For this geologist, teaching in Penn’s Master of Environmental Studies is a field day

“Experience is the best teacher,” says Sally Willig.

“Experience is the best teacher,” says Sally Willig, an advisor and lecturer in Penn’s Master of Environmental Studies (MES) program. “That’s why I like to get students out in the field, where they can put a lot of course content into the context of the natural environment.” Willig teaches courses, such as Wetlands and Regional Field Ecology, that are designed to introduce both new and experienced environmental studies students to the varied ecosystems in Philadelphia and the surrounding regions, from freshwater tidal marshes to salt marshes and pine barrens to northern peatlands. “I try to illustrate patterns in the landscape and the processes that give rise to those patterns,” she explains.

Once in the field, Willig continues, “I always start with the geology. It really sets the stage for everything else, in concert with the climate of a region. Geology influences the topography and the character of the soils, which influences what sorts of plants grow in the area, which influences wildlife and how the land is used over time.” In that respect, there’s rich information in the field for students of every degree concentration, from those who study biology and land management to those interested in the complex dynamics of environment and policy on the public or protected land they visit. “Sometimes getting out into the field can prompt inquiry into certain aspects of those environments, which the students might follow up on in their capstone project,” says Willig. “There’s an element of discovery and surprise because they’re living environments and we never know exactly what we’re going to encounter.”

Among the unexpected encounters in 2020: the global pandemic, which meant that the experience of field work in Willig’s courses needed to be adapted to smaller groups as well as virtual access for students quarantining outside of Philadelphia. On the plus side, the temporary shift to an online platform for coursework meant that students could complete their summer and fall coursework from anywhere in the world—and their fieldwork could be completed there too. Some of Willig’s students logged on from Kentucky, Florida, and even China and South Korea, uploading raw video footage to share their exploration of ecologically interesting locations. “The class literally had a global perspective, as students were in other parts of the world and could highlight their local landscapes,” says Willig. “Despite the fact we were scattered, it felt like a close-knit group. The students were very supportive of each other.”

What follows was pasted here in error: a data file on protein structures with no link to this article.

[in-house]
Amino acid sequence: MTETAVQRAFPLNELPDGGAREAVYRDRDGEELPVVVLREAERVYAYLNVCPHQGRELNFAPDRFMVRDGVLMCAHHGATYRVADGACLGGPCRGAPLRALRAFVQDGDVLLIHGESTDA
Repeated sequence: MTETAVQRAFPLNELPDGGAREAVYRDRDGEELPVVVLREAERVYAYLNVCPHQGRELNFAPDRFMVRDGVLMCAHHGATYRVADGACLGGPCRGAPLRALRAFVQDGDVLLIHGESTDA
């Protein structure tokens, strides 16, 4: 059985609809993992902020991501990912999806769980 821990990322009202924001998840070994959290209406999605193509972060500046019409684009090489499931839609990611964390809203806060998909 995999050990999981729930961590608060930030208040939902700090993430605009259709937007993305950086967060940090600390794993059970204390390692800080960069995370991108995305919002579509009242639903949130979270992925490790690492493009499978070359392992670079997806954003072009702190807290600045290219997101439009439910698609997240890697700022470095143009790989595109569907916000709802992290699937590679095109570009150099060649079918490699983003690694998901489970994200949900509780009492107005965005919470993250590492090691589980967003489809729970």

This spring, Willig is teaching a course called Ecology, Management, and Advocacy of Urban Forests and combining some of the course features that have worked best for her during the pandemic year: guest speakers from a range of environmental careers, small research projects, and plenty of opportunities for students to get out in the field wherever they are. In past years, the closest field site for this course was the University of Pennsylvania itself: the West Philadelphia campus is an urban arboretum with around 6,500 trees in its collection. This year, students can choose another urban forest to profile, which means exploring and sharing data on a different confluence of geology, climate, soil, and human interactions. “Students love to share information with one another,” says Willig. “The real strength of our program is the students.”

Though Willig looks forward to returning to the campus classroom environment and resuming courses such as Field Study of Puerto Rico's Ecology, which centers around a week-long trip to study the island in person, she appreciates the flexibility of a program accustomed to changing with the tides. “It is a dynamic program that adapts to the changing environmental issues and the changing job market for students,” says Willig. “I feel really fortunate to be involved with the MES program all these years. It’s been a tremendous privilege.”